Trump threatened military action to quell protests. Can he do that?

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By The Washington Post. Discovered by Player FM and our community — copyright is owned by the publisher, not Player FM, and audio is streamed directly from their servers. Hit the Subscribe button to track updates in Player FM, or paste the feed URL into other podcast apps.
Protests across the United States have intensified since last week over the death of George Floyd, a black man whose final gasps of“I can’t breathe” while in police custody, were caught on video in Minneapolis.

Many protests have been peaceful, but in several cities, tensions have escalated and violence has erupted.

With unrest growing, President Trump decided to address the nation from the White House’s Rose Garden on Monday in a televised speech.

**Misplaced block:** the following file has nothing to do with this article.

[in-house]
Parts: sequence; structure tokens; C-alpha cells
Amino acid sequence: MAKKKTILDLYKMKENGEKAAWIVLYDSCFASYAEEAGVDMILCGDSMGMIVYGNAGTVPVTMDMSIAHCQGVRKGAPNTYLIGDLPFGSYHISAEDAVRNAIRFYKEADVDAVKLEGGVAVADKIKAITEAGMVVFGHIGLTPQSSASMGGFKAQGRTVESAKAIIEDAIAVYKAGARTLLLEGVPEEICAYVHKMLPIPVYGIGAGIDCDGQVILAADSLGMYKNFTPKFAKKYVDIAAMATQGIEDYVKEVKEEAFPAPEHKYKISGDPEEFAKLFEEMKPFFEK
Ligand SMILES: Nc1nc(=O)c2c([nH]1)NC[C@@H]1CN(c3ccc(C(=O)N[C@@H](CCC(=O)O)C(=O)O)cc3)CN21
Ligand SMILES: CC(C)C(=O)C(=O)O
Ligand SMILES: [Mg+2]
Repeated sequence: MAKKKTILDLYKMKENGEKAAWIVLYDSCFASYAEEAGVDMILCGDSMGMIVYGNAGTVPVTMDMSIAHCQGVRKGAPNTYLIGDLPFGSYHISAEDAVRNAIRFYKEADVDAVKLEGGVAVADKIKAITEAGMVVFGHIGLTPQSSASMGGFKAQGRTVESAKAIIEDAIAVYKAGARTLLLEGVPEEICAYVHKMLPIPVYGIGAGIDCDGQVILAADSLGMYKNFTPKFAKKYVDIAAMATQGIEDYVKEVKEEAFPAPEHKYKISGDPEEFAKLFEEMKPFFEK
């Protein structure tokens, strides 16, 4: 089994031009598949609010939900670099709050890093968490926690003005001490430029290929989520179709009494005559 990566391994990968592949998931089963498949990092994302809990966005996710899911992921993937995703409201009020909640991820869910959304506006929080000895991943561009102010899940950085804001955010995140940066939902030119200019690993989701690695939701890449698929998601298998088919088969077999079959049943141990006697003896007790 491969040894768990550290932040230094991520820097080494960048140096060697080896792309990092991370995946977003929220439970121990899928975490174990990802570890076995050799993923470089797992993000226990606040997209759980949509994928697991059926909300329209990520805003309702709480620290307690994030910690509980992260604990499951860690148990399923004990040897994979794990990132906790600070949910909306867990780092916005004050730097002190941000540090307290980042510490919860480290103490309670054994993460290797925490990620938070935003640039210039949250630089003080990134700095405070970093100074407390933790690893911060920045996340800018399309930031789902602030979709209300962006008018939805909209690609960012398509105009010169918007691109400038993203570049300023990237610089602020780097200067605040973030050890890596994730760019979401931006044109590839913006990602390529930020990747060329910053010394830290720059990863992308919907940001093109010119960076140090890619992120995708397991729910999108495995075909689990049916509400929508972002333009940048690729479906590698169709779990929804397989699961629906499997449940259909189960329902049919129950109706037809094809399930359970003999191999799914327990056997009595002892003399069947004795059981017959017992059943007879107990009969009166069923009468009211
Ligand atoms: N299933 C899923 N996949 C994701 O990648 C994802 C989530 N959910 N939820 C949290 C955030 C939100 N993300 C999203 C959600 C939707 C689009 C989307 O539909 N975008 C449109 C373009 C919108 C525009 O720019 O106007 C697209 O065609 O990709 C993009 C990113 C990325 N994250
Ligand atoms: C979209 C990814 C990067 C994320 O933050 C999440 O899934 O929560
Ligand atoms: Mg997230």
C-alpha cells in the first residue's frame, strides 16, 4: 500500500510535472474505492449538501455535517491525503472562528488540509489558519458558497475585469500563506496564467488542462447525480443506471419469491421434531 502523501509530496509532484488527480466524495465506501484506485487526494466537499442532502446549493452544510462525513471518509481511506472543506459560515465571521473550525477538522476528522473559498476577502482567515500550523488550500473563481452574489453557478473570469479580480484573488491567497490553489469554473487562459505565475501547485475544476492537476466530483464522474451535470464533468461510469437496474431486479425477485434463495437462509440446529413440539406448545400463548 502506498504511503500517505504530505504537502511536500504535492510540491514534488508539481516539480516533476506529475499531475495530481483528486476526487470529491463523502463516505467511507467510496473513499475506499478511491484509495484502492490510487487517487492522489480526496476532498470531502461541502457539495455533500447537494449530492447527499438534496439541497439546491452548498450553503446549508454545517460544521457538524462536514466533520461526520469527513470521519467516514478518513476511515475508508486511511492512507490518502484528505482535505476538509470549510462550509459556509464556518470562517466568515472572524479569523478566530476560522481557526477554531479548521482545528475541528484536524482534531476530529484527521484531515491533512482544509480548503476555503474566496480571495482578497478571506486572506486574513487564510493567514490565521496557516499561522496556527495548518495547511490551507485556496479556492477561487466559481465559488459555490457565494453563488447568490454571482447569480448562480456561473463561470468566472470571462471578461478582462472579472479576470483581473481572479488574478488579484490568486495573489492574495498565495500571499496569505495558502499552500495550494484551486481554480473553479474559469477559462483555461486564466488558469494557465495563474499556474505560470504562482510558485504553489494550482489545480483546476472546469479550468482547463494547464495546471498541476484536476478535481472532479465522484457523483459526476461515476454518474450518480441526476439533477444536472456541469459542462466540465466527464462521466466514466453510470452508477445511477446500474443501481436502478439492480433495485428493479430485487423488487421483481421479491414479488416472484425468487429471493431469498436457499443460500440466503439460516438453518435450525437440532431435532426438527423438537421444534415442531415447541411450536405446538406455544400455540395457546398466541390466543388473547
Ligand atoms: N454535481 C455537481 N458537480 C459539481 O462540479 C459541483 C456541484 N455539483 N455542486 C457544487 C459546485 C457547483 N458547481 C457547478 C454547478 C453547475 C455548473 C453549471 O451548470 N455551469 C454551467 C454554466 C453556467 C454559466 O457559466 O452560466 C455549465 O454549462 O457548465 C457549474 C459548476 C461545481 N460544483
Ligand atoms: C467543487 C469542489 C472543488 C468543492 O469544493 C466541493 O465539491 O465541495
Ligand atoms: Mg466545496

Moments before he spoke, though, police started to forcibly push out a crowd of peaceful protesters from Lafayette Square, just outside the White House. Police fired flash-bang shells, gas and rubber bullets into the crowd.

Nearby, in his speech, Trump said,“Mayors and governors must establish an overwhelming law enforcement presence until the violence has been quelled. If a city or state refuses to take the actions that are necessary to defend the life and property of their residents, then I will deploy the United States military and quickly solve the problem for them.”

The president of the United States threatened to deploy active-duty military personnel to states to help quell violent protests across the country — against the will of state leaders.

So, can he do that? Does the president have the power to deploy the military inside the U.S.?

On this episode of the“Can He Do That?” podcast, national security reporter Matt Zapotosky answers critical questions about the president’s power to use the military on American soil.

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